Has anyone else ever experienced this kind of thing before.

  2. Gumby

    Liza, sounds like you handled the class perfectly! Luckily I have not run into a situation that bad before. If I do, I hope that I can remain calm like you did! Thanks for sharing.

  3. Liza

    Hi Gumby, thanks for the reply. I’m not particularly pleased or proud that I resorted to the “name and shame” game, but I had literally tried everything else I could (and had already practiced with the class) – power teaching. STOP! and counting down from 20 to zero e al. Nothing got their attention.

    It was like Alistair Sim at St. Tinians and The Lord of the Flies rolled together into in a condensed version which lasted about 20 mins!

    I’ve never experienced anything like it before in the classroom. So, now I look forward to the next lesson with them.

    I believe there is something to be learned from all that we go through. Here I learned to keep my energy down and to keep calm! After that lesson I taught a class of 4th years and it was one of the best lessons I’ve ever had with a class! So, I try think only of the positive and take that feeling with me into our next lesson.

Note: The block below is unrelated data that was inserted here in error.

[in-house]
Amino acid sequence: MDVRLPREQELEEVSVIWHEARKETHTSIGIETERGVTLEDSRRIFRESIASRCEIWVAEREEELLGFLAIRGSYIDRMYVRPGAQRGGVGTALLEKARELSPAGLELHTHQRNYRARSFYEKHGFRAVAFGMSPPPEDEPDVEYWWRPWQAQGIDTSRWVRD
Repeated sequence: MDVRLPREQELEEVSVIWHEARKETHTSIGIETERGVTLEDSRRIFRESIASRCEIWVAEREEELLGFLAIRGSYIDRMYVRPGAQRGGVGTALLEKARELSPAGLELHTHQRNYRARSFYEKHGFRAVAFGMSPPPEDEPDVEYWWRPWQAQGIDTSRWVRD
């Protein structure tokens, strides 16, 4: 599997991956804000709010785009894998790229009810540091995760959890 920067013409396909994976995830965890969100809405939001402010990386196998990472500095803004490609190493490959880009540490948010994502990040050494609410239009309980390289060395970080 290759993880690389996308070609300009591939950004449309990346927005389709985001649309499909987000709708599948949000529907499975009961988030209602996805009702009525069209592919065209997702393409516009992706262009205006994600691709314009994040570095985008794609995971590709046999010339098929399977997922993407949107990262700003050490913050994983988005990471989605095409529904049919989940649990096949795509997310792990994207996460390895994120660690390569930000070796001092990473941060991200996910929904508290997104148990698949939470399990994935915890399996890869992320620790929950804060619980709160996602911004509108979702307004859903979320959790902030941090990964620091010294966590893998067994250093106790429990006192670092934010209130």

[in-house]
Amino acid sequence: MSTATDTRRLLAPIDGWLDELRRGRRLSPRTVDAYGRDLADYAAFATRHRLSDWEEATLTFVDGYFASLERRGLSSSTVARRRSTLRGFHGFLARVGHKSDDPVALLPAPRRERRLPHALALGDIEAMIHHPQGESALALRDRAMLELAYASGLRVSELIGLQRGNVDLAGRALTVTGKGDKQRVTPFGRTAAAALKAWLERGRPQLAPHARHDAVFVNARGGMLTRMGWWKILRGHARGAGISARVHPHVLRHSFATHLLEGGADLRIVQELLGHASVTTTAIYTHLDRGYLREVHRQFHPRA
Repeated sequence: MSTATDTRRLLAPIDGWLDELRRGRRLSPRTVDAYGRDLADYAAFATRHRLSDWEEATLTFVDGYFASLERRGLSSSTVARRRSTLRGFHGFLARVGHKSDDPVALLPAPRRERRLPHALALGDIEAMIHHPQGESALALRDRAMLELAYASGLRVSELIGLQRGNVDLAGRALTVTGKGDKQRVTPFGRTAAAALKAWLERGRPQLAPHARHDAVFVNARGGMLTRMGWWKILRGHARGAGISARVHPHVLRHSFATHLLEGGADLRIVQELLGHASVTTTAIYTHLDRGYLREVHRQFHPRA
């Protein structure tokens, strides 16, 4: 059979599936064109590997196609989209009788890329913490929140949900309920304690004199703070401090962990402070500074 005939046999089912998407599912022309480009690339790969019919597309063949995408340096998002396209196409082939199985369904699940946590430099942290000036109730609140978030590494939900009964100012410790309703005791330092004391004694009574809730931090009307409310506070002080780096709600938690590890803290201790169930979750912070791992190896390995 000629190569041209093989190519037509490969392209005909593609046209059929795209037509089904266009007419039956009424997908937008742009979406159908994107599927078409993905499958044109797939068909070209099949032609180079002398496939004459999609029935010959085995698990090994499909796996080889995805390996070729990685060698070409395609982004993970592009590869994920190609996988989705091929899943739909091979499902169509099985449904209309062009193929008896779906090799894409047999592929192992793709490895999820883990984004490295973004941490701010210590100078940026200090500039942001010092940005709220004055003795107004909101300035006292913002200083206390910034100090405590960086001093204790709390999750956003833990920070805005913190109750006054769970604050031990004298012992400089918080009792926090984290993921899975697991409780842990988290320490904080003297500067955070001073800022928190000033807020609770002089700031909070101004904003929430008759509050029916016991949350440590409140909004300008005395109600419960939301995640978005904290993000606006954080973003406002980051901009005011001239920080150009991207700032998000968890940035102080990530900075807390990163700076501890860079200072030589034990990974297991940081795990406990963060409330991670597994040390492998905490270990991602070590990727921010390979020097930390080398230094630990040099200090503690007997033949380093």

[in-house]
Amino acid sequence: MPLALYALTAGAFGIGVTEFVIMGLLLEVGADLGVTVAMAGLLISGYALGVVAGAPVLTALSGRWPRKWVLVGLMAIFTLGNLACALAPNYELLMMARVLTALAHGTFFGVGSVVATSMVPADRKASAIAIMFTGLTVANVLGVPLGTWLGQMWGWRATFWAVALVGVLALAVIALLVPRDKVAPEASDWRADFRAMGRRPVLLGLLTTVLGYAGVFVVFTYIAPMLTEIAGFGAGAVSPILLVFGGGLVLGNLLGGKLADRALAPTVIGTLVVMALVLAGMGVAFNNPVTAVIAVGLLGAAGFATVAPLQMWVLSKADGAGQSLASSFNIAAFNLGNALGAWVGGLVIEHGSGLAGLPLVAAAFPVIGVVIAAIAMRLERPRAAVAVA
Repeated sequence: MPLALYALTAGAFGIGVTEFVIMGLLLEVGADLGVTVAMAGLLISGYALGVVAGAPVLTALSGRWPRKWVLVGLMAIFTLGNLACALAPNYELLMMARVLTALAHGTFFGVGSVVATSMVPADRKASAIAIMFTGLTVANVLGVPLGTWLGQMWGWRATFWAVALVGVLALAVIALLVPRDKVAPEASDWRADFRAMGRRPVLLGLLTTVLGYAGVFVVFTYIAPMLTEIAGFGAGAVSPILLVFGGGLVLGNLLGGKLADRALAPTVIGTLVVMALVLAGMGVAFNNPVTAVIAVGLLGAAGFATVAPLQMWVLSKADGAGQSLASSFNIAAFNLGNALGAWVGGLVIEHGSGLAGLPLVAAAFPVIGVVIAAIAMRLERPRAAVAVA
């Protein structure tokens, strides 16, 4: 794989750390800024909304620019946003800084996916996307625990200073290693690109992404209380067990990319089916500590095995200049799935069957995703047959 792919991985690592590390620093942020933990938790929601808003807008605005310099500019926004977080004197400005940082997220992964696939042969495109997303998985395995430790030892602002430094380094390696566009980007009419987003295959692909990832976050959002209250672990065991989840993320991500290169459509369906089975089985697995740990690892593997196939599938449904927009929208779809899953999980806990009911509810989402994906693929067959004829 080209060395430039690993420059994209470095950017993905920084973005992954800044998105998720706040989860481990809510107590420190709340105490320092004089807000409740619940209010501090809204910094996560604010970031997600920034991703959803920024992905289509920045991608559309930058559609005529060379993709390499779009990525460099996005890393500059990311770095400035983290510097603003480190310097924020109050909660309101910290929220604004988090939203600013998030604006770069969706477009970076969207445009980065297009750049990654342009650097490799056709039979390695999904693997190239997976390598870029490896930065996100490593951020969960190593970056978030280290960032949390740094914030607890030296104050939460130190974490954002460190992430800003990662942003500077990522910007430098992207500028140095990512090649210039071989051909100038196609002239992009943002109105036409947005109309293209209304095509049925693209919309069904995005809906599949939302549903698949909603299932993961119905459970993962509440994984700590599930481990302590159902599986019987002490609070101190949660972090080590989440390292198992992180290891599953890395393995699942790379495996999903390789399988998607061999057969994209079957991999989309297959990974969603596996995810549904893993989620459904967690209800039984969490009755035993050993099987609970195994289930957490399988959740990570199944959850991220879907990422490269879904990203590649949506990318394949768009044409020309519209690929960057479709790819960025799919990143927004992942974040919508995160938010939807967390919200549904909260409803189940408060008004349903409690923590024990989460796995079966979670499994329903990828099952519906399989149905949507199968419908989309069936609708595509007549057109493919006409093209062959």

4. Liza

    Follow up comment: I had the class again today. Both I and the teacher asked them what they wanted from English lessons, what they liked, disliked etc. The one girl said that she’d been having English lessons since kindergarten, and now she was in the 3rd year elementary and she was still having lessons about colours and that she was bored stiff with the lessons.

    What we managed to find out is that they find the books boring. They are not challenged in any way by the English in them, or cannot relate to it. (I’m bored teaching them so goodness only knows what the kids are going through. In today’s lesson I gave up on the book completely and moved on to “my” stuff).